"My family took us to go-kart school in California when I was 13," Freiberg said. "The second I was in that car, I knew I never wanted to get out."
Holbrook and Tominovich were highly competitive athletes in other areas (water skiing and soccer, respectively) and happened to try racing cars just for fun when they were teens.
"It was a rush I'd never felt before," Tominovich said.
"And I was a natural at driving," Holbrook said.
Mei developed her need for speed after attending stunt school in her 20s, and McIntosh got hooked after watching a race when she was just four years old. She was racing quarter midgets, and winning often, by the time she was five.
"I actually got two trophies at my first race," McIntosh said. "One for just competing, and one for winning."
The Focus on Legge
Legge will probably draw the most amount of attention over the next few months.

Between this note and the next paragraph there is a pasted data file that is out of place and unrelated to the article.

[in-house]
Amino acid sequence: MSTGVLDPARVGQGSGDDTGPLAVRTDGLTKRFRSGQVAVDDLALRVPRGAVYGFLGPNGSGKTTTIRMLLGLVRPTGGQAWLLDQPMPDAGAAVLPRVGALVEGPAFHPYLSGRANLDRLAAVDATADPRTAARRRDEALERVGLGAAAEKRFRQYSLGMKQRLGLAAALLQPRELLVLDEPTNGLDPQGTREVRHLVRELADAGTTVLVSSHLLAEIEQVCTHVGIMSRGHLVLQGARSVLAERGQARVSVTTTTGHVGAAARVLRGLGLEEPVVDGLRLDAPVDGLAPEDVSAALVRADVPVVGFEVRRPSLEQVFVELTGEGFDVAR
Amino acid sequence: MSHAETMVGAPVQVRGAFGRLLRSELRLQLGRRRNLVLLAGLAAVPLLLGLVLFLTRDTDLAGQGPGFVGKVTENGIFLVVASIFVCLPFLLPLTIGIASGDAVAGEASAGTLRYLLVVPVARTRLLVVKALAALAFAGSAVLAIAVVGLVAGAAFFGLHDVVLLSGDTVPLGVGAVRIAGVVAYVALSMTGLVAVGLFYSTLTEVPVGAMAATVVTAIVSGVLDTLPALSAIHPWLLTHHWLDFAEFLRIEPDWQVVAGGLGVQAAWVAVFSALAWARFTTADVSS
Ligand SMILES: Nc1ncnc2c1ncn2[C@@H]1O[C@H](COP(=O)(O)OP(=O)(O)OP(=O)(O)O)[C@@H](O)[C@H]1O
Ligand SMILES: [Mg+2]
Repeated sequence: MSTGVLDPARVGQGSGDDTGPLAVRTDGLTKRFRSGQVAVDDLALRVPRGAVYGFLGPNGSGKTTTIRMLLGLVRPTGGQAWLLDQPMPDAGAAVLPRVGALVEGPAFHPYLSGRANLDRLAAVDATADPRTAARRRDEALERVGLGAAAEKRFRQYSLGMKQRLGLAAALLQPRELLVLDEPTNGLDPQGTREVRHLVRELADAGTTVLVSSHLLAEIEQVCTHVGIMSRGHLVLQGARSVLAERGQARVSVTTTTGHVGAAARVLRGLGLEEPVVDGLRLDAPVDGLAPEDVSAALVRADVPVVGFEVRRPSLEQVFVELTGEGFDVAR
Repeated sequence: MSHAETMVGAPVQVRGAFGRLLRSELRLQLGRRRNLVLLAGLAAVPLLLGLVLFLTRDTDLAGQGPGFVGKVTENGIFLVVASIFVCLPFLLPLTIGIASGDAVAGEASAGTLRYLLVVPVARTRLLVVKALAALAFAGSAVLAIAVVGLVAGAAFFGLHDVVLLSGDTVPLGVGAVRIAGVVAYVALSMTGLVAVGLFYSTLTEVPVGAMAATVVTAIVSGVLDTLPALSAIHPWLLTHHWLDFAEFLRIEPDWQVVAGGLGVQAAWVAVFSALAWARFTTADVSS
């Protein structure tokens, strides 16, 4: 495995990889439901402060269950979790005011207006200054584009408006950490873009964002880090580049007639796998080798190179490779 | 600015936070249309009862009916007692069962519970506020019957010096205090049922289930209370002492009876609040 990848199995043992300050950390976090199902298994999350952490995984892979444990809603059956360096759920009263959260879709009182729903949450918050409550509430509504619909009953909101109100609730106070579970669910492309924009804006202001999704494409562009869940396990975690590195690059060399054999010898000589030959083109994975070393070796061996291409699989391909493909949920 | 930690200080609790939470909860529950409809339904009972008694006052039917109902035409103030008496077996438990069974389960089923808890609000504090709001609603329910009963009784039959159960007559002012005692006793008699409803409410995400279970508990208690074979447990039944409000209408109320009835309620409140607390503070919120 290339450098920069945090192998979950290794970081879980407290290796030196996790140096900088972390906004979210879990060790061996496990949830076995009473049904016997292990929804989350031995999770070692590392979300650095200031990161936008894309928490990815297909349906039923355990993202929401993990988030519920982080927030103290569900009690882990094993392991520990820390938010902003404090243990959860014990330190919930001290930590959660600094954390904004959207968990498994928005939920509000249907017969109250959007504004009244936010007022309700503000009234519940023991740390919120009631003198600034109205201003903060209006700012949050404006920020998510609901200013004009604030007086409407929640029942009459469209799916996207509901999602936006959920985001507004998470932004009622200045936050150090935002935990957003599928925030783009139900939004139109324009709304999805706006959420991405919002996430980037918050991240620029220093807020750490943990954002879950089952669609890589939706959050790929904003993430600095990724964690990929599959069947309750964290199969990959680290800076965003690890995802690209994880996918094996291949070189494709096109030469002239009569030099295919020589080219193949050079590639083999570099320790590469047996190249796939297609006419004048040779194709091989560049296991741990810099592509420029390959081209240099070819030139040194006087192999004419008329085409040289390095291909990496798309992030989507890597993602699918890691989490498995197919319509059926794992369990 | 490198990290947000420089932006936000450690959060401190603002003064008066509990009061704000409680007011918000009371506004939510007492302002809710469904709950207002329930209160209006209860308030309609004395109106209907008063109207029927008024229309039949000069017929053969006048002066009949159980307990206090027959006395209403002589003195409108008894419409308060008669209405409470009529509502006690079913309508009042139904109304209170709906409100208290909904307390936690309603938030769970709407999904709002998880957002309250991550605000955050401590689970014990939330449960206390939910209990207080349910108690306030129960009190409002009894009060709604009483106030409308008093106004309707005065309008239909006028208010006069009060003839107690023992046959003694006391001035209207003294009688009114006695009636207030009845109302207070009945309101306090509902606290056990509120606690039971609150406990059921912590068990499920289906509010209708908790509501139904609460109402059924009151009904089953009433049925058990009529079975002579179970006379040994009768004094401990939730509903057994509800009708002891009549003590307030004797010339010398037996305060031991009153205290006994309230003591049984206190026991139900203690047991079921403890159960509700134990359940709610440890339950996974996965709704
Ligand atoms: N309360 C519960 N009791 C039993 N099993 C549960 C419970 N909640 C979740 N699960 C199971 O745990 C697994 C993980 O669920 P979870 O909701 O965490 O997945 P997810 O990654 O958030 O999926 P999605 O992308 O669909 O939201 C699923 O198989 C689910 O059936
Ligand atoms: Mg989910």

In 2005, while driving in the Toyota Atlantic Series at Long Beach, she became the first woman to win an open-wheel race in North America. She went on to win three races in that series. And before Champ Car came under the IndyCar sanction in 2008, she posted six top-10s in that series. For the next three seasons she competed in the DTM Series (which isn't open-wheel) in Europe and she says she didn't think a lot about IndyCar during that time—at least not right away.
"When IndyCar and Champ Car merged back in 2008, I didn't really know where the sport was headed and I got the opportunity to be an Audi work driver, so I thought [about] job security," Legge told me. "I still had aspirations—I thought I could do something over in Europe, maybe Formula One or something else. But I didn't know where I was headed.
"To have the opportunity to be a factory driver, I thought I was going to go that route. I didn't realize I missed open-wheel racing over here as much as I did. I missed the States, I missed the racing, and I was looking at IndyCar then from the third year onward, thinking, 'How am I'm going to get back there?'"
Keeping the Faith
In January 2011, Legge moved back to America to seek a ride, but nothing materialized right away, so she sat out the entire 2011 season.